Artificial intelligence in the public sector – inference and collection
This blog post was written by Asher Gibson, Policy Officer, OVIC and Tessa Micucci, Lawyer, OVIC
Artificial Intelligence (AI) is a way for computers to perform tasks that would ordinarily require human intelligence, such as identifying objects, translating speech and making decisions. In some areas, such as synthesising large amounts of data, AI can easily accomplish tasks that humans cannot. AI systems can be particularly good at using data to infer information or make predications, but when such inferences produce data about identifiable individuals, privacy laws such the Privacy and Data Protection Act 2014 (PDP Act) can apply.
Organisations that infer personal information are collecting the inferred information (this process is sometimes referred to as ‘collection by creation’). Information Privacy Principle (IPP) 1.1 prohibits organisations from collecting unnecessary personal information. This means that organisations cannot infer personal information unless that information is actually necessary for their functions or activities.
In some cases, it may be unclear what information could be inferred or what its quality could be. This could potentially make it difficult for organisations to be certain that inferred information will be useful until after it has been examined. If an organisation expects that inferring personal information would be necessary, but the information turns out to be unnecessary, the organisation should destroy that information in line with IPP 4.2.
IPP 1 anticipates that personal information can be collected either from the person that the information is about, or from someone else. Inferring information about a person is not directly collecting information from that person. So, in our view, collecting personal information from an AI system is no different than collecting that information from a third party who is a natural person for the purposes of IPP 1. This means that an organisation that infers personal information is collecting that information from someone else (‘someone else’ could be, for example, an AI system used to produce information).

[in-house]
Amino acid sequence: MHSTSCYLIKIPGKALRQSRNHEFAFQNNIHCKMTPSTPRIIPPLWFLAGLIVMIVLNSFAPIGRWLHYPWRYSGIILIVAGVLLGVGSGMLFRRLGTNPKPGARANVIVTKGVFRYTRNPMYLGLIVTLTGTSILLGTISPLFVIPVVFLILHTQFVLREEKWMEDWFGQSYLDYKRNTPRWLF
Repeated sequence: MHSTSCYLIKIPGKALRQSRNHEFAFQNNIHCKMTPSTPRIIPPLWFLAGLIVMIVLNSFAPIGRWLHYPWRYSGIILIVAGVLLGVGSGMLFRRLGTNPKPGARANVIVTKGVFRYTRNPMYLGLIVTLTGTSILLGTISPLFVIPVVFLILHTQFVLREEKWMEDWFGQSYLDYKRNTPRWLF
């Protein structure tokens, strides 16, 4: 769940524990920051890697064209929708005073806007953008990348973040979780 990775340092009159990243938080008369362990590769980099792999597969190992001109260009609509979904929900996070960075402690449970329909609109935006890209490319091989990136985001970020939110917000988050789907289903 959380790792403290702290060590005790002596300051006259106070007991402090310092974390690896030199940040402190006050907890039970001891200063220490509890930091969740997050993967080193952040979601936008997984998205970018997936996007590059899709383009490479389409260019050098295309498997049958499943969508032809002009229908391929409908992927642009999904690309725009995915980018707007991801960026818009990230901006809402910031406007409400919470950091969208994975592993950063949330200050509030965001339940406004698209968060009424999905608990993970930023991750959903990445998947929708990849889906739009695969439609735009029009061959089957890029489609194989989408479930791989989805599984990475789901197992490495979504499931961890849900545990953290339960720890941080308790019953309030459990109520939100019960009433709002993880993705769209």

When weighing inferring personal information against directly collecting it from the individual, inference is an inherently less fair method. When information is collected directly from an individual, that individual is necessarily aware that the collection is taking place. For example, if a student tells a teacher that they are struggling with a particular topic in class, the student will know what they are sharing with the teacher. On the other hand, if an AI education system infers that a student is struggling with a topic, the student will not have an intrinstic awareness of this. Direct collection can also provide individuals with autonomy over the circumstances in which they divulge information about themselves, whereas inference does not require individuals to divulge information and therefore may afford individuals with less autonomy.
This is reflected in IPP 1.2, which prevents organisations from collecting personal information by unfair means. Therefore, if alternative collection methods that are fairer than inference are available, collection through inference may be inappropriate. IPP 1.4 states something similar: that, where practicable and reasonable, organisations must collect personal information directly from the individual to whom it relates. As inference is indirect collection, organisations are generally prohibited from inferring personal information if they could instead collect it directly.
IPP 1.5 requires organisations to take steps to ensure individuals are aware of a range of matters regarding the information inferred about them, unless doing so would threaten life or health. To that end, given individuals may not be inherently aware that AI is making inferences about them, the IPP 1.5 notification requirements are especially important for ensuring transparency.
AI is a field that has been receiving increasing amounts of attention from government, private organisations, regulators and society as a whole. In 2018 OVIC produced an issues paper on AI and privacy; in 2019 OVIC published the book Closer to the Machine: Technical, social, and legal aspects of AI; and this year OVIC is creating guidance material regarding how the Victorian public sector should approach AI from a privacy perspective.